Drupal Console vs Drush: Should You Run Both or Stick with One? Each CLI Tool's Most Powerful Commands

Drupal Console vs Drush: Should You Run Both or Stick with One? Each CLI Tool's Most Powerful Commands

In other words: do these 2 command-line tools (still) compliment each other? Can you run them together? And, if not, which one of them should you favor in a Drupal Console vs Drush "debate”?

When would you choose one over the other? And what would you base your choice on? What are their most powerful commands?

Those that would eventually help you choose the best CLI for you?

On one hand, you have good old Drush, with its familiar commands speeding up the most common Drupal development tasks.

And on the other hand, you have Drupal Console and the temptation of a newer CLI tool, along with its main strength: to generate the initial scaffolding for a new project.

Now, let me help you find your answers:
 

1. Drupal Console vs Drush: What Do They Have in Common?

Before we dig out the differences — or better said “different ways of handling the same tasks“ — let's outline some of the obvious similarities between these tools:

  • they're both command-line tools that help you get a new Drupal website up and running in no time and keep interacting with your Drupal installation
  • they're both extensible; you get to write your custom commands and to adapt the configuration files to your Drupal project's specific needs
  • they both boost your productivity as a Drupal developer by streamlining some otherwise time-consuming Drupal development and management tasks
     

2. About Drush 

An only child in the Drupal ecosystem, Drush used to be the go-to command line for speeding up common tasks like:

  • import/export configuration
  • installing Drupal
  • connecting to the database
  • importing mysql
  • caching

Part of a PHP library, you can install it using Composer.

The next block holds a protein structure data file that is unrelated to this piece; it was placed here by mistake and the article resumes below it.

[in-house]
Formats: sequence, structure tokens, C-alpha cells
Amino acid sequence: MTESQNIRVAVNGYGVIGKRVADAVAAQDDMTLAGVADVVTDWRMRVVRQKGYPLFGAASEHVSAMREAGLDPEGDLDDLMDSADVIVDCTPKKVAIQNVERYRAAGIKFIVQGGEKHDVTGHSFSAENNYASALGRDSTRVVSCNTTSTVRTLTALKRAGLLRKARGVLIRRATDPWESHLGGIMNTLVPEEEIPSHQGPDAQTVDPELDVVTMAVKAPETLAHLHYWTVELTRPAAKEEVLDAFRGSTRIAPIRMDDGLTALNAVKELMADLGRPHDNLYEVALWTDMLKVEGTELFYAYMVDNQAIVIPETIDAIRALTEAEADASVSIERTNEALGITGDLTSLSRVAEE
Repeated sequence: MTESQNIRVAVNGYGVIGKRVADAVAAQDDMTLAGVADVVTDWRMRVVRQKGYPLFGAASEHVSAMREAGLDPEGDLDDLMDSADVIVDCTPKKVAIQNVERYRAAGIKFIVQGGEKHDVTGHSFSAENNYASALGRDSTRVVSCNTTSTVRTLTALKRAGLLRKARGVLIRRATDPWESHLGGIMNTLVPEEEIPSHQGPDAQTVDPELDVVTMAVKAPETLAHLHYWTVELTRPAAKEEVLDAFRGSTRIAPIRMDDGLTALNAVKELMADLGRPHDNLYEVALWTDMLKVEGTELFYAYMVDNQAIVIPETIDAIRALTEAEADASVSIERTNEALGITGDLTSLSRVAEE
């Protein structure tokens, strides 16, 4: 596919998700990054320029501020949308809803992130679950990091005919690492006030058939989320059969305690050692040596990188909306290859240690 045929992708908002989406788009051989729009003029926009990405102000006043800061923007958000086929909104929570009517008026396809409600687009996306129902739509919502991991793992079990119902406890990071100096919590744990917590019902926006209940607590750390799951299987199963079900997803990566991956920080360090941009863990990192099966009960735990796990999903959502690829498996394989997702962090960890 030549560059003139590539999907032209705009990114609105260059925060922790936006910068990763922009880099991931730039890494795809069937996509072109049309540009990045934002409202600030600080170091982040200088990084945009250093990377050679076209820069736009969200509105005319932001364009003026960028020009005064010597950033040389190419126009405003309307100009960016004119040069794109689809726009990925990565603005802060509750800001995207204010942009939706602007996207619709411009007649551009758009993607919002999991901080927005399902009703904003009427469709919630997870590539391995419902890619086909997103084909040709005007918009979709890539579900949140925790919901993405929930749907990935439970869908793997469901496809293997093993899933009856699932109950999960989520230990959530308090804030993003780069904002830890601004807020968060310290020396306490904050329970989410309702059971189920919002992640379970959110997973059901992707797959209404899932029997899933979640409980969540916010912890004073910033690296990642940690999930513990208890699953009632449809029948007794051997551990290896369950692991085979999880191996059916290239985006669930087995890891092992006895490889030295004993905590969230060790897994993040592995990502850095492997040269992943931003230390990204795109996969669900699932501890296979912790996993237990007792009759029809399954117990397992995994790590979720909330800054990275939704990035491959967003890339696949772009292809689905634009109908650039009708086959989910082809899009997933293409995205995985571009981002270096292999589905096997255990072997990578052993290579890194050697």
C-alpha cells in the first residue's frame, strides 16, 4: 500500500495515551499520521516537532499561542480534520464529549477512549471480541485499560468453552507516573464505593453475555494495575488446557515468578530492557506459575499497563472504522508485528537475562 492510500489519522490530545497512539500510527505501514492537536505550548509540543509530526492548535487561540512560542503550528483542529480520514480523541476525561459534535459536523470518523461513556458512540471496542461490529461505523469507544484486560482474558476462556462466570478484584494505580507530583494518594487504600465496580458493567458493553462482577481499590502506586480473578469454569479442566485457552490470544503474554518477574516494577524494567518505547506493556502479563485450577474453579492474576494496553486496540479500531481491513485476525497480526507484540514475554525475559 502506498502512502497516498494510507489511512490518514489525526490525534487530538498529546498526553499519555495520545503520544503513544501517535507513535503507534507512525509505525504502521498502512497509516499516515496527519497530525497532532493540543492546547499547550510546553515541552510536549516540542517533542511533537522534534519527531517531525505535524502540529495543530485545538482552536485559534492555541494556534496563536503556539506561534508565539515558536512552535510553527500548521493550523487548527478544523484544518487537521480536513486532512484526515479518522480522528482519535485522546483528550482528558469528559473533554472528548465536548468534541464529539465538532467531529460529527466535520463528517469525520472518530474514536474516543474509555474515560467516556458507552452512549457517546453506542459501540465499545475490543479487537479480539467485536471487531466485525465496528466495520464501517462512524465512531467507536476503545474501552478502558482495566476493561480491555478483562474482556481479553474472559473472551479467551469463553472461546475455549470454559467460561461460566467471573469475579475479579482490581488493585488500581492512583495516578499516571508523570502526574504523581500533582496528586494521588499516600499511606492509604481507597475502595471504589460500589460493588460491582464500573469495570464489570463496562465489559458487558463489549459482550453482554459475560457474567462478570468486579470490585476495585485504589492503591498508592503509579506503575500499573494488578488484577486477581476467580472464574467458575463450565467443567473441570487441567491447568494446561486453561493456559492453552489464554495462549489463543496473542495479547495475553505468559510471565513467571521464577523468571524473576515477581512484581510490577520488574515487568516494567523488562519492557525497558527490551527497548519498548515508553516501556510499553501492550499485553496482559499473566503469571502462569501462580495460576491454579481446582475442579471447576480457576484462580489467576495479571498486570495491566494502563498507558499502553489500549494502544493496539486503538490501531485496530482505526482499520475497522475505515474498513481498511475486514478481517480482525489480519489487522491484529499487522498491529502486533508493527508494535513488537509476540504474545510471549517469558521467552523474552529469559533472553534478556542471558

3. About Drupal Console

The “new(er) kid on the block”, Drupal Console, comes to question the “Drush supremacy” as the go-to CLI for Drupal developers.

And here's what it brings to the table:

  • its functionality to generate boilerplate code: it takes no more than a few simple commands to create your custom entity type or custom module
  • a low entry point to the otherwise steep Drupal 8 learning curve: it enables you to write more verbose code comments 

Based on the Symfony Console library, Drupal Console can get installed, just like Drush, using Composer.


4. Drush: 2 Most Useful Commands

For it's those commands streamlining your tasks that help you pick your final “winner” in a “Drupal Console vs Drush” debate, right?

Now, from all the most useful Drupal development tasks that you can speed up using Drush commands, I've picked but 2. The 2 most critical ones for your Drupal development process and Drupal management tasks
 

4.1. Export and Import All Configurations

For import, use this simple Drush command:

drush cim

While for exporting your config, just enter:

drush cex

… in your command line.


4.2. Clear (Or Rebuild) Your Cache  

You always have Drush as an alternative to the user interface, for clearing or rebuilding your site's internal caches quick and easy:

drush cache-clear

If you want to first generate a list of all your caches, so you can select the ones to be cleared, just type:

drush cc